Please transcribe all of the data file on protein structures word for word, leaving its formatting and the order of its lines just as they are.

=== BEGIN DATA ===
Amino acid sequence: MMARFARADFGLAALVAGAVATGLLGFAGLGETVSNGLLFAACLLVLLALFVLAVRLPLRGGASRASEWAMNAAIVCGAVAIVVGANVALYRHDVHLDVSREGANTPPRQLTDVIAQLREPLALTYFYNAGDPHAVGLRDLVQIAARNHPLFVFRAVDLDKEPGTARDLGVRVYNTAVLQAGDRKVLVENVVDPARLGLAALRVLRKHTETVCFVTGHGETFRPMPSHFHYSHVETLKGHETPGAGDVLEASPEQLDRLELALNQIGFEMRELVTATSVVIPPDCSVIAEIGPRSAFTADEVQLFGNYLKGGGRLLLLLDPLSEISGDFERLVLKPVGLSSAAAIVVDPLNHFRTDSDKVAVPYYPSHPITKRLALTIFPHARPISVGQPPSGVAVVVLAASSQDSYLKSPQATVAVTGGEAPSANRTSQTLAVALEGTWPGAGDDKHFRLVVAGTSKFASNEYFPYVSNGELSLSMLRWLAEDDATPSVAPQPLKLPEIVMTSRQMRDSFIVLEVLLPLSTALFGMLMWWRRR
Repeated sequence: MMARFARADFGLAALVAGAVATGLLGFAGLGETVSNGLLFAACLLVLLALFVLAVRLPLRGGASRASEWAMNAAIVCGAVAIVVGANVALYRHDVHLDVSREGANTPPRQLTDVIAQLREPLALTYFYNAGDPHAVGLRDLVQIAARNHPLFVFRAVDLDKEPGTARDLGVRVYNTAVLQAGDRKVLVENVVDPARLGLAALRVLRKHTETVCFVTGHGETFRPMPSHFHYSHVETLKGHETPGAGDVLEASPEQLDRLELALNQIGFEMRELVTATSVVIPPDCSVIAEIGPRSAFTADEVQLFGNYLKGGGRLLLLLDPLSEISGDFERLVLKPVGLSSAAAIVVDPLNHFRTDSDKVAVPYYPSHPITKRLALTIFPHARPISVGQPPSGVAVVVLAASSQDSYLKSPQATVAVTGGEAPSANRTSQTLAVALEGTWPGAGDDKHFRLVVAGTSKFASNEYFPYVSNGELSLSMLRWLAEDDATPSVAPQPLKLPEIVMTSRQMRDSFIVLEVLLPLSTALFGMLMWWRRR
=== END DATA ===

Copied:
Amino acid sequence: MMARFARADFGLAALVAGAVATGLLGFAGLGETVSNGLLFAACLLVLLALFVLAVRLPLRGGASRASEWAMNAAIVCGAVAIVVGANVALYRHDVHLDVSREGANTPPRQLTDVIAQLREPLALTYFYNAGDPHAVGLRDLVQIAARNHPLFVFRAVDLDKEPGTARDLGVRVYNTAVLQAGDRKVLVENVVDPARLGLAALRVLRKHTETVCFVTGHGETFRPMPSHFHYSHVETLKGHETPGAGDVLEASPEQLDRLELALNQIGFEMRELVTATSVVIPPDCSVIAEIGPRSAFTADEVQLFGNYLKGGGRLLLLLDPLSEISGDFERLVLKPVGLSSAAAIVVDPLNHFRTDSDKVAVPYYPSHPITKRLALTIFPHARPISVGQPPSGVAVVVLAASSQDSYLKSPQATVAVTGGEAPSANRTSQTLAVALEGTWPGAGDDKHFRLVVAGTSKFASNEYFPYVSNGELSLSMLRWLAEDDATPSVAPQPLKLPEIVMTSRQMRDSFIVLEVLLPLSTALFGMLMWWRRR
Repeated sequence: MMARFARADFGLAALVAGAVATGLLGFAGLGETVSNGLLFAACLLVLLALFVLAVRLPLRGGASRASEWAMNAAIVCGAVAIVVGANVALYRHDVHLDVSREGANTPPRQLTDVIAQLREPLALTYFYNAGDPHAVGLRDLVQIAARNHPLFVFRAVDLDKEPGTARDLGVRVYNTAVLQAGDRKVLVENVVDPARLGLAALRVLRKHTETVCFVTGHGETFRPMPSHFHYSHVETLKGHETPGAGDVLEASPEQLDRLELALNQIGFEMRELVTATSVVIPPDCSVIAEIGPRSAFTADEVQLFGNYLKGGGRLLLLLDPLSEISGDFERLVLKPVGLSSAAAIVVDPLNHFRTDSDKVAVPYYPSHPITKRLALTIFPHARPISVGQPPSGVAVVVLAASSQDSYLKSPQATVAVTGGEAPSANRTSQTLAVALEGTWPGAGDDKHFRLVVAGTSKFASNEYFPYVSNGELSLSMLRWLAEDDATPSVAPQPLKLPEIVMTSRQMRDSFIVLEVLLPLSTALFGMLMWWRRR